SFN_MSD 2010 – Click to view findings poster
The link between Omega-3 fatty acids and enhanced stress resiliency, memory, and performance was assessed in 30 subjects who completed two trials of 48-hour acute sleep deprivation. One arm of the double blind cross-over design was on high dose Omega-3 and the other on placebo. The Alertness and Memory Profiler was used to objectively assess outcomes. Performance as measured by percent correct and reaction time during a 3-choice vigilance task was substantially better when the subjects were on high dose Omega-3. High performance was maintained for approximately 39-hours after the start of the sleep deprivation.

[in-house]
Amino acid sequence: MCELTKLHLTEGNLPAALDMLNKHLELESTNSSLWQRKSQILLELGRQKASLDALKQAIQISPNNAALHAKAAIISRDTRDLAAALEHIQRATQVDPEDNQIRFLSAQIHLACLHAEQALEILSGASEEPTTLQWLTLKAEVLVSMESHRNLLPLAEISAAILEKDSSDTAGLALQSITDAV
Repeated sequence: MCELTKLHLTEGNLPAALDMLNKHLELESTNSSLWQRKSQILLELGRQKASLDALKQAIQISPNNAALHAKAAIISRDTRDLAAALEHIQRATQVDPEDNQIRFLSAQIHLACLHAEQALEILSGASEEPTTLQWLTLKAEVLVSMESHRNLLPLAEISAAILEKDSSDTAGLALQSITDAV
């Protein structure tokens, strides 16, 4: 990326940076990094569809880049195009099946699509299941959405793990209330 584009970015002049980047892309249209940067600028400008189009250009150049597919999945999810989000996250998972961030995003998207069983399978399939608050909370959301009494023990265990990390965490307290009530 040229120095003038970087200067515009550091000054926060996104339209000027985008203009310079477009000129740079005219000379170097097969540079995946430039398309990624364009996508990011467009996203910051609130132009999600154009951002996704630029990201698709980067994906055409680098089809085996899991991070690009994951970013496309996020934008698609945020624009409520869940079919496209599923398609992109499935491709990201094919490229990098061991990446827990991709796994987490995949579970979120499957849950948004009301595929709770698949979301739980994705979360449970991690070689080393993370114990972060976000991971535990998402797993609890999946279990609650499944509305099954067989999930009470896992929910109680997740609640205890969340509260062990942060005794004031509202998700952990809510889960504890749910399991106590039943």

The amplitudes of the memory event related potentials (ERPs) across subjects and conditions in response to targets and non-targets were significantly greater while on high dose of Omega-3 as compared to placebo. ERP memory components were more pronounced after 24- and 48-hrs of sleep
deprivation compare to both baseline and placebo in the frontal (executive function) and the posterior (spatial working memory) regions. Subjects reported no difference in anxiety, depression, anger, or confusion resulting from sleep deprivation during their Omega-3 and Placebo sessions.
While on placebo, subjects reported increased fatigue and decreased vigor. Additional studies are underway to assess the benefit of Omega-3 under chronic sleep deprivation conditions.
Johnson, R, Berka, C. et al. (2010) Mitigation of sleep deprivation through Omega-3 fatty acids: Neurocognitive inflammatory, EEG and EKG evidence,
Neuroscience, San Diego, CA